In twenty years, the wolf in Germany has grown from an extinct animal species to an animal with 128 packs and 35 wolf pairs. A spectacular growth, according to Glenn Lelieveld of the Wolvenmeldpunt of the Mammal Society.
The wolf first settled in Germany in 2000, after an absence of 130 years. Between May 1, 2019 and April 30, 2020, more than 160 wolf cubs were established in Germany.
“For a mammal of this size, that’s a huge increase,” said Lelieveld. Wolves only give birth once a year, limiting the speed at which they can expand their range.
It is striking in Germany that many adolescent wolves continue to settle in the northeast of Germany after they leave their pack.
“The density of wolf packs in the Saxony region has only increased in recent years,” says Lelieveld. “It is a nice habitat with many roe deer, boars and deer. The wolves are not easily deterred by people or other wolves in the neighborhood.”
‘The Dutch wolf really doesn’t stay alone in the Veluwe’
Due to the increase in the number of wolves in Germany, more and more wolves are also coming to the Netherlands. A wolf first settled in the Veluwe in 2018, there are now thirteen wolves in the Netherlands, one of which is a pair with young.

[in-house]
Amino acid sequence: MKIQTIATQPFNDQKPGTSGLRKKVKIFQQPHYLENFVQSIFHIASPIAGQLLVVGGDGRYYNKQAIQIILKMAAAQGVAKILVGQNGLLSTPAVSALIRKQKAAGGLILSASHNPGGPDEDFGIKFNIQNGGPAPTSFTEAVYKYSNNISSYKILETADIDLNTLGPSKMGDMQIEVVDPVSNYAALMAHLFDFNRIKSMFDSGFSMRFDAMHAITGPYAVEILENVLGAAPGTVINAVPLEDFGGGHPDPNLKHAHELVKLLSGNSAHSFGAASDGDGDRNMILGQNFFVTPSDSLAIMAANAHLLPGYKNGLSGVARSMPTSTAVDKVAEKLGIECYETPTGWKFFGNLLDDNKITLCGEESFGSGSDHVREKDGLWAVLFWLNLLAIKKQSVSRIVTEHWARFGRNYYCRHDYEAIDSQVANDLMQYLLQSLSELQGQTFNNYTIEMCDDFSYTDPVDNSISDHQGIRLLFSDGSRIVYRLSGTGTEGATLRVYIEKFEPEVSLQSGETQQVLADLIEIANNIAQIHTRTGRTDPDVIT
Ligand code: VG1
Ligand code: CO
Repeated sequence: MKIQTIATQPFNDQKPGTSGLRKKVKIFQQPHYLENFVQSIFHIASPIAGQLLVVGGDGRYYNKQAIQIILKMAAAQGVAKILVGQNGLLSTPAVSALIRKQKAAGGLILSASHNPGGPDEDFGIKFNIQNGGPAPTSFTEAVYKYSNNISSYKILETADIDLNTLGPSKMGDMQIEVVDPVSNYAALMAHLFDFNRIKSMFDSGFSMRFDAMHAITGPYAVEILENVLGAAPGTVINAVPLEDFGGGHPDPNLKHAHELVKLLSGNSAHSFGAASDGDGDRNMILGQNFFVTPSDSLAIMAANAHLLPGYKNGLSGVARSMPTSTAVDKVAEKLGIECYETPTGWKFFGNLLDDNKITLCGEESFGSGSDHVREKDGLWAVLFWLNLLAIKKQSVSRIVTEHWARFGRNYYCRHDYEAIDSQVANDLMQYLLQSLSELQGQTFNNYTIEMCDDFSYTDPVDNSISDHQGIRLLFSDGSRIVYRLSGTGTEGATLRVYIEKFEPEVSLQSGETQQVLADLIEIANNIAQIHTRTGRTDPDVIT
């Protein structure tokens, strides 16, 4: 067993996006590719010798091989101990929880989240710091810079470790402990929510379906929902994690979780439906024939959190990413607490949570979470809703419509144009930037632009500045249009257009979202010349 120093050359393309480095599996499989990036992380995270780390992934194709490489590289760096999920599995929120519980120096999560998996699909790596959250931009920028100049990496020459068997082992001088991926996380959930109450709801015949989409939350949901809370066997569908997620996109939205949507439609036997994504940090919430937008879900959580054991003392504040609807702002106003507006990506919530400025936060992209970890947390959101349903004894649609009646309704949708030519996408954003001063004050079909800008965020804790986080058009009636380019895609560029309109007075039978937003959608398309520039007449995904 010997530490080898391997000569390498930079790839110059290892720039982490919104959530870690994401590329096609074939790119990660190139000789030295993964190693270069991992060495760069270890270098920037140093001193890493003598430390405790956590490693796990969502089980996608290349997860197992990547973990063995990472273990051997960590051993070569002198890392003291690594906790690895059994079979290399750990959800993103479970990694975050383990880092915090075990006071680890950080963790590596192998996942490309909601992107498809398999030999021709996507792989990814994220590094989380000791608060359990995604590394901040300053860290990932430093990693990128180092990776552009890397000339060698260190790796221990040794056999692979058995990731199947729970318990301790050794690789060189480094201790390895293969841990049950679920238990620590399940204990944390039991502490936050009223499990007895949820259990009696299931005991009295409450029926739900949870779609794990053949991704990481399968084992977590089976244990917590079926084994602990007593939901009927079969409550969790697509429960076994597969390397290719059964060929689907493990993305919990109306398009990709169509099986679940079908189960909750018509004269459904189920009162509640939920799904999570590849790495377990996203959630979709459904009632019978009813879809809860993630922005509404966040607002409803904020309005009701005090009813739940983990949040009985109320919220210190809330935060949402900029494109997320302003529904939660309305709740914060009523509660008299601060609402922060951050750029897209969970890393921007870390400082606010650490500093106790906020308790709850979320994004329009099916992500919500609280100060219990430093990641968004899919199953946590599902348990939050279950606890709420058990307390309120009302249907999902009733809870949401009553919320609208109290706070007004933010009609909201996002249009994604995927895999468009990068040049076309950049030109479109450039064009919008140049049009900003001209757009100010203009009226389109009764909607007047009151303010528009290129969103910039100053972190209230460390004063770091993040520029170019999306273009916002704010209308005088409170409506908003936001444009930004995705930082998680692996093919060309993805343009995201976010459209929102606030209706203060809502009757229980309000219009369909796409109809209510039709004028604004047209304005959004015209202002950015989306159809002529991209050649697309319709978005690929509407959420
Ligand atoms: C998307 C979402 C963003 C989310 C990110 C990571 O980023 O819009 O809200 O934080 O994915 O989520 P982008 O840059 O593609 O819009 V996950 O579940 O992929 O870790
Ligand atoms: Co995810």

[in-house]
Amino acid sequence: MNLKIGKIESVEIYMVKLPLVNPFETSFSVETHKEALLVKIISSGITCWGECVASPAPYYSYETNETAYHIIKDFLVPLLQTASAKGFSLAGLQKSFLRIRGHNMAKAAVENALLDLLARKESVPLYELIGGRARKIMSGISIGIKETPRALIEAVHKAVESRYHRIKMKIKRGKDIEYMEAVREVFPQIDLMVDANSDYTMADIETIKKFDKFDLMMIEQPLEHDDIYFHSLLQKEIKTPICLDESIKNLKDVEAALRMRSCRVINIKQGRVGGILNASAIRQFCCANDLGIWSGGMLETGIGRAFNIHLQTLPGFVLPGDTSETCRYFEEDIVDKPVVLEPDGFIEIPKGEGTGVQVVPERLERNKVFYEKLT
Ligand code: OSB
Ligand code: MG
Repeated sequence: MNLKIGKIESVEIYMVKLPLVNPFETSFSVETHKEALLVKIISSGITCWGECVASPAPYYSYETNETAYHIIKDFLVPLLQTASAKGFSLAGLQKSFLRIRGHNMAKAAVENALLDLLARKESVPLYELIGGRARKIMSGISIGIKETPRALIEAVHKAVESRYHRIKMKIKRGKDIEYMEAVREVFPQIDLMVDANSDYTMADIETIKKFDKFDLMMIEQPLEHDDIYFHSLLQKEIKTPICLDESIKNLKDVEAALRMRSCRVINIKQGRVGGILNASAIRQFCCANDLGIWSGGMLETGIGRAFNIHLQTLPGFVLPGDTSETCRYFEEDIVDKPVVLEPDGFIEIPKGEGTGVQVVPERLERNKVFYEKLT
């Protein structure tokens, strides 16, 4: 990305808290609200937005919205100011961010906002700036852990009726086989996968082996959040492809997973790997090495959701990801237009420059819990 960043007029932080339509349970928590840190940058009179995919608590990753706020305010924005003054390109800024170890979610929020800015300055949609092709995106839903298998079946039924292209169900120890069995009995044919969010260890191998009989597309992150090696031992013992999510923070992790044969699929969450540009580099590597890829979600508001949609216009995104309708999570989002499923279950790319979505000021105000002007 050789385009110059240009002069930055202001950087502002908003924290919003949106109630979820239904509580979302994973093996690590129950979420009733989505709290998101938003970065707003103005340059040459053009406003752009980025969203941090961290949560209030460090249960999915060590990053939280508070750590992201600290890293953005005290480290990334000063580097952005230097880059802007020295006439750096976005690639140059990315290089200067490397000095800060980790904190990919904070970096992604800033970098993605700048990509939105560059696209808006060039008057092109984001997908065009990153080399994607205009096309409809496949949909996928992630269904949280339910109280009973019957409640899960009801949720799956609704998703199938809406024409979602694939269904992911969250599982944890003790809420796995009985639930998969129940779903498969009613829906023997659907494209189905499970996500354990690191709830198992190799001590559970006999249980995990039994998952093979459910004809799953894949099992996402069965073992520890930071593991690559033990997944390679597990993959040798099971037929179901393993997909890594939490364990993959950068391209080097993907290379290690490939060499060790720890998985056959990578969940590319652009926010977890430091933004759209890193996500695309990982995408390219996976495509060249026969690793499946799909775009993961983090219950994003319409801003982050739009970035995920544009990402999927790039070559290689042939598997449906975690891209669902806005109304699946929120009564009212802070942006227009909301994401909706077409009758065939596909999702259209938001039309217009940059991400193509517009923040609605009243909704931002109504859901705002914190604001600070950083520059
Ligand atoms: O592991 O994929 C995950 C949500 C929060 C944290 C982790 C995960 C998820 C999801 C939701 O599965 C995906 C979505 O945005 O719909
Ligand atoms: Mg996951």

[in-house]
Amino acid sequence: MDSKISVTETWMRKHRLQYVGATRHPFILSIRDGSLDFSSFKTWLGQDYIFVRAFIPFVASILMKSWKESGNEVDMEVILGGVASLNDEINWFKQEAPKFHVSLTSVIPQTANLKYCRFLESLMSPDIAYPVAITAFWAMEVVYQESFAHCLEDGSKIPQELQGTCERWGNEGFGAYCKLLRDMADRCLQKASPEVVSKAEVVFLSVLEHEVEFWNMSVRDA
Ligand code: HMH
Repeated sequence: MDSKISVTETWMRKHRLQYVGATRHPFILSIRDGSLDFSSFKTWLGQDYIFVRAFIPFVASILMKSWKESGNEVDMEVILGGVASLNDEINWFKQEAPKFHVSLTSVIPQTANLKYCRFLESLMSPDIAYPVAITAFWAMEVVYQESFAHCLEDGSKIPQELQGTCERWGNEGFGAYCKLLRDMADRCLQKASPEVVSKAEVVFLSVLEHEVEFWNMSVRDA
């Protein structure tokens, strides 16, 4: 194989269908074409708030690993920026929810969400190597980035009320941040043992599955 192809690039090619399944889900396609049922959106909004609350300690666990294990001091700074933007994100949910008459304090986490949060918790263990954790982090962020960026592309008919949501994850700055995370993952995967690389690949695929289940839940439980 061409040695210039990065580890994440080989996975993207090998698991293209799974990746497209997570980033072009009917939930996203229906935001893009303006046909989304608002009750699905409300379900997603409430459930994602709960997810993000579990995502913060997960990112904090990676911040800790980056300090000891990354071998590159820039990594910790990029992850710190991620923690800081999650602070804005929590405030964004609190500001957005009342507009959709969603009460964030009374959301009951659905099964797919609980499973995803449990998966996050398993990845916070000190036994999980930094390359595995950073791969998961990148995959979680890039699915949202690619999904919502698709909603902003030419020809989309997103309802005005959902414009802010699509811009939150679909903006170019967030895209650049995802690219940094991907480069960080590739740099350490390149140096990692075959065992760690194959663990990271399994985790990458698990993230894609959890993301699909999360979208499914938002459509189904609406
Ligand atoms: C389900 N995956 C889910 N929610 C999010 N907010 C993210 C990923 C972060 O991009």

And it probably won’t stop with those thirteen wolves. “If the animals in the Netherlands develop in the same way as in Germany, we could have dozens of wolf territories here in twenty years’ time”, Lelieveld thinks.
The Dutch range of wolves is also likely to expand. “All provinces with higher sandy soils and afforestation in which can be sheltered are a possible territory for the wolf. Whether in Overijssel, Gelderland, Drenthe, Brabant or Flevoland.”